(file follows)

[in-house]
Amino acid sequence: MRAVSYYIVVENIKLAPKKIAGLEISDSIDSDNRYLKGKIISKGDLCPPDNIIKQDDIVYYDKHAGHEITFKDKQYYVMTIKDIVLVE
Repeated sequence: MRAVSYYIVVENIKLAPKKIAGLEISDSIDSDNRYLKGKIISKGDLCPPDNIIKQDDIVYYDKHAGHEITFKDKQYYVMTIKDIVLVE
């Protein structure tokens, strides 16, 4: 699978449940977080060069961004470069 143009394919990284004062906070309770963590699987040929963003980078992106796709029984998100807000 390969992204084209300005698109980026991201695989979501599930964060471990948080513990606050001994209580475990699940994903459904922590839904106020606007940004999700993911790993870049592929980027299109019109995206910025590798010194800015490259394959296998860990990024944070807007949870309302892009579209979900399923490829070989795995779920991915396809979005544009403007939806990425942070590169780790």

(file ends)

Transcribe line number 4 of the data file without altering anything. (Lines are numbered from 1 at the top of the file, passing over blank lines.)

């Protein structure tokens, strides 16, 4: 699978449940977080060069961004470069 143009394919990284004062906070309770963590699987040929963003980078992106796709029984998100807000 390969992204084209300005698109980026991201695989979501599930964060471990948080513990606050001994209580475990699940994903459904922590839904106020606007940004999700993911790993870049592929980027299109019109995206910025590798010194800015490259394959296998860990990024944070807007949870309302892009579209979900399923490829070989795995779920991915396809979005544009403007939806990425942070590169780790």